SERMON: “In a Strangers Face” by the not-so-reverend bob

Isn’t the most compelling feature of dinosaurs their very different-ness from anything we’ve ever seen?  Maybe that’s why kids love them so much.  And yet, there is something familiar about them as well (which is why kids are free to love them so much).

The timing of my own childhood and growth has paralleled years of progressively interesting dinosaur discoveries.  Even the big star dinos of my youth have been re-named and revised from lumbering dumb beasts to sprinting, bellowing, warm-blooded (and feathered!) creatures that probably tasted a lot like chicken.  Is it, then, the (now) near-constant revision of our ideas about dinosaurs, their ubiquity in computer-animated film and television or my own study of evolution of life that has caused the once exotic features of the dinosaurs to look a lot less exotic to me than they once did?  I wonder if it’s just me that thinks that prehistoric life doesn’t look all that strange (anymore).

Think about the face of a Hadrosaur (one of the duck-billed dinosaurs), then look at a living Platypus, or the mug of a giraffe.  There are faces on animals living today that are as wildly extravagant as anything that lived in the past (not to mention the faces that are relatively unchanged from their ancient predecessor’s).  To a child a dinosaur looks as if it might as well have been brought here from another planet — but the more of the existing critters you see, well…

In short, life is about as interesting today as it ever was.  And as odd.

The other day I saw a photo a friend shot in South America of a Vizcachas.  It’s a relative of the Chinchilla (in the rodent family).  But what it really is is a rabbit with a long curly tail (with a strip of squirrel-like hair on it).  That little critter just floored me:  I’d never seen one before.

Now I understand enough about evolution and natural selection to know that you would probably only need to switch on a couple of inactive genes in a regular rabbit to make it grow a tail like its South American cousin (or switch a couple off in the Vizcachas to make a rabbit), but still, a long-tailed rabbit just seems pretty damn funny to me: like a literal cut-and-paste conglomerate of animal parts.

But then, isn’t that what we are?  Not of parts cut and pasted from animals outside our line of descent, of course, but a continuous modification of the basic body plan that once swam in the ocean (with our telltale up and down fishy flexing of the spine)?

Creationists like to cry out for the “transitional” creatures in the fossil record: the midway point between the fish and the Tetrapod, or the early monkey and man.  But the glaring (so obvious we easily miss it) truth is this: we ourselves are the not-so-missing link between what we once were and what we are becoming.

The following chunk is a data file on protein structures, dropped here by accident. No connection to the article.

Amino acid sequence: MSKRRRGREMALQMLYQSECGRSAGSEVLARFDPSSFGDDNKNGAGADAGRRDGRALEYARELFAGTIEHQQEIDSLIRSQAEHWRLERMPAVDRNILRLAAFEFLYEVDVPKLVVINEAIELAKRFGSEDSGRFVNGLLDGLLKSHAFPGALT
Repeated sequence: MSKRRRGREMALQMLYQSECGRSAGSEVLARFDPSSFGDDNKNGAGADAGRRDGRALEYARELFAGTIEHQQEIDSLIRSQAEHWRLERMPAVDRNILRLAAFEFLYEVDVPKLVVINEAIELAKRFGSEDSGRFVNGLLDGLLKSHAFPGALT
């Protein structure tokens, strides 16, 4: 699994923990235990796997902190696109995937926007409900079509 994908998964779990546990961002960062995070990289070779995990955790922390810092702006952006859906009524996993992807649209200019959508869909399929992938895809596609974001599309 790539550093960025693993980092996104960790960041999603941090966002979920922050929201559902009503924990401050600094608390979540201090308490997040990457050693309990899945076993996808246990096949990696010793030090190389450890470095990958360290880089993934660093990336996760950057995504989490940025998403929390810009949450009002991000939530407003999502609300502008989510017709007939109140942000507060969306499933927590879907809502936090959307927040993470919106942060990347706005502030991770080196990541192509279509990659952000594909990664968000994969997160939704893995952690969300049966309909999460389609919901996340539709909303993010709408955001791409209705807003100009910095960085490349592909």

If we were to meet a living Ardipithecus (the current candidate for the most recent common ancestor of monkeys, apes and man), she wouldn’t think herself a missing link at all, or a transitional being, for she would look just like her own mother, and were she to have a daughter, the child would not appear to have made any dramatic step towards homo sapiens sapiens.  But in truth grandmother, mother and daughter “Ardi” were quietly moving away from what their ancestors “were” to what their descendants would “become” (thank you Richard Dawkins for supplying the framework for this useful descriptive tool).

One of the few places we have actually been able to “observe” evolution is in the laboratory, where scientists have been culturing parallel generations of e-coli bacteria for twenty years and have observed one line actually evolving to make use of a food source the original colony was not able to feed upon.  But then bacteria reproduce incredibly fast compared to us humans.  We have to look back thousands and millions of years to see the branching of our family tree.

But if we could follow our line back, one after the other, we would eventually go all the way back to a bacteria, or a single celled organism that gave “birth” to every animal that walks, flies or swims across our earth, sky and oceans.  And if we followed the trail back to us, we would pass innumerable branches in the trail where we would see creatures that looked exactly like we did (then) taking a different road (to be, then,  separated from us by a mountain range, or a melting ice bridge, or a drifting continent) so that by the time we met them again, we (or they, or both) would have evolved into a different species and we might very well no longer recognize the cousinship that links us to our common ancestor.

Perhaps its natural that this kind of knowledge gives me different eyes for dinosaurs and dolphins, trout and trumpeter swans.  We are all variations on a theme, with mutation and natural selection (and sexual selection, let’s not forget) exerting pressure and favoring this slight change over that one until a bacteria grows a skeleton, a fish learns to walk and a hominid learns to play the piano.  So Whales are most closely related to Hippopotomuses, and Manatees to Elephants.  Chimpanzees are more closely related to Humans than they are to Orangutans.  Mice share 85% of our DNA, a head of lettuce 40%.

With facts as mind-blowing as that, Dinosaurs don’t look so strange to me at all.  They look, well, familiar.  Like some really wild cousins I never got the chance to meet.

t.n.s.r. bob

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